A big small country is how the people of Slovakia like to introduce it to tourists. A landlocked country surrounded by other small European countries is one of the youngest nations in the world. Being born out of the dissolving of Czechoslovakia in 1993, after 70 years of their existence as one country. Our guide described it very entertainingly that it was like a divorce after a marriage of 70 years. And it happened when the wife i.e. Slovakia started demanding something for herself. It was a peaceful divorce and both partners continue to be friends and work together on many things.
It did exist as an independent nation for a small time during World War II but was under Nazi Germany. During its better-known history, it had been a part of the Celts, Roman Empire, Great Moravian Empire, and Austro-Hungarian or Habsburg Empire. There is evidence of continuous habitation of this area from pre-historic times. The Slavic tribe that migrated here in the 5th CE gives the country its name. Language Slovak also comes from the same origins.
I traveled from the North of the country where it shares its borders with Poland to the Southwestern tip where its capital Bratislava lies. This nation has its own place and space in the history and culture of the region. To me what stood out was its natural beauty. High peaks of the Tatra Mountains cover most of the Northern region of the country. The rest of the country has green hillocks that are home to small villages interspersed with rivers flowing across. Many lakes exist in the Tatra hills and it is a popular destination for skiing during winters when the region would wear a white cover. We could see many Ski pads and people practicing their jumps on them. Spas and hot water baths exist around the mountains. I did not get an opportunity to enjoy them and I am curious about these huge public-bathing spaces.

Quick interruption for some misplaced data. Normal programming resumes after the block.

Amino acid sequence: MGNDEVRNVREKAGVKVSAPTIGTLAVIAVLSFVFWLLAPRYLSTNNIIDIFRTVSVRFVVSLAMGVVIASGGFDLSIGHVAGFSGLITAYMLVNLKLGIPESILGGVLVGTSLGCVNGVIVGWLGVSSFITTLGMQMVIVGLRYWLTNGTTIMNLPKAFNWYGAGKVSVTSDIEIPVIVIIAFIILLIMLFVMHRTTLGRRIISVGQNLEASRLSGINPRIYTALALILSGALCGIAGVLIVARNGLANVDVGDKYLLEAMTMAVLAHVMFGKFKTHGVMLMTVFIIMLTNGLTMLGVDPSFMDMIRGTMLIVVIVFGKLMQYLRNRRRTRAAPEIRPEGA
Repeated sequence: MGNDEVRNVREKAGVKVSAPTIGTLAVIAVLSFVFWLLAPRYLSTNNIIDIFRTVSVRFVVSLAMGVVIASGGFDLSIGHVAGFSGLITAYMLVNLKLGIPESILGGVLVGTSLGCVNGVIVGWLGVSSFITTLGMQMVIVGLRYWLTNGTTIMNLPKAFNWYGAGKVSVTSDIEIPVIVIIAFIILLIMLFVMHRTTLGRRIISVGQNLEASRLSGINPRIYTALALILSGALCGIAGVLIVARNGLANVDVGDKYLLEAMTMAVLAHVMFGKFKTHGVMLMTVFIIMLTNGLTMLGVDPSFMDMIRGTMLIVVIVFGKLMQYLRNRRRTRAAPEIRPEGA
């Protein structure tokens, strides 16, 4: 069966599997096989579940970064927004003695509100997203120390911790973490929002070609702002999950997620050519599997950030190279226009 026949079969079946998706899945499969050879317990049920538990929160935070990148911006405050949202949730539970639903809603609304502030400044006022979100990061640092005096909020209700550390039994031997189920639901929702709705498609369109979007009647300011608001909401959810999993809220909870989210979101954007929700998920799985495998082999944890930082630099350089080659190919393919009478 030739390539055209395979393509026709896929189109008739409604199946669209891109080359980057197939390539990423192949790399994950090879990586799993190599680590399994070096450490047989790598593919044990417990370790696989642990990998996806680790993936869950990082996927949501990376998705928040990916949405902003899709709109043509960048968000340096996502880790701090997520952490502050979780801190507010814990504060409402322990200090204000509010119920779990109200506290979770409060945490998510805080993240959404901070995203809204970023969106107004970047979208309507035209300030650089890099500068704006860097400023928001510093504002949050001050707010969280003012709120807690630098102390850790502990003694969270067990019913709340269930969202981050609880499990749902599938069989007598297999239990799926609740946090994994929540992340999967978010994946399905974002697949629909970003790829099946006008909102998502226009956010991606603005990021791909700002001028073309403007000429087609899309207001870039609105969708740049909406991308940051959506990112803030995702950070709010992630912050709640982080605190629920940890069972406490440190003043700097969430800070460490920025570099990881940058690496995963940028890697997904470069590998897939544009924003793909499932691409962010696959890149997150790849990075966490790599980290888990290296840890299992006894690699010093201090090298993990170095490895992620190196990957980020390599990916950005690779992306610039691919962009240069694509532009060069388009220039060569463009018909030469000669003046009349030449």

Economically, it is one of the fastest-growing economies in the region. I think that happens every time a small state is carved out, as it suddenly gets the prime political focus. Its main industries are Automobiles and Electrical Engineering. Most people belong to the Slovak ethnicity. Followed by Hungarian and their main religion would be Roman Catholic. At 5 million, the population of the country compares with that of Indian cities like Chennai and Kolkata, or less than half of Delhi’s population. It almost feels like with those kinds of numbers everyone in the country would know everyone else. One of the reasons for the small population is the heavy migration of Slovaks to the US in the 19th Century.
They have a tribal culture that they still maintain and celebrate, maybe to boost tourism. But I enjoyed the small Goral ritual that I participated in where they inducted us into the tribe. During my short two days, I took a boat ride on a scenic river, stayed next to a lake in the Tatra mountains, and ate local Slovak food. Yes, they did give us vegetarian food, saw a typical village, went inside a cave, and stopped to admire a castle on a narrow tall hill. Roamed the streets of Bratislava, and took a sneak peek at the windmills of Austria. And walked by the Danube that was pulsating with people in the evening on a full moon night.
Could not have asked for more in that short time. I am not sure if there are any travel agents who offer exclusive tours to this nation. But this can definitely be a travel idea for an all-inclusive holiday to the European Quartet of Czech, Slovakia, Poland, and Hungary. Explore that.
PS: Now I know where the name Tatra comes from, we only hear it in the context of Tatra Trucks in India.
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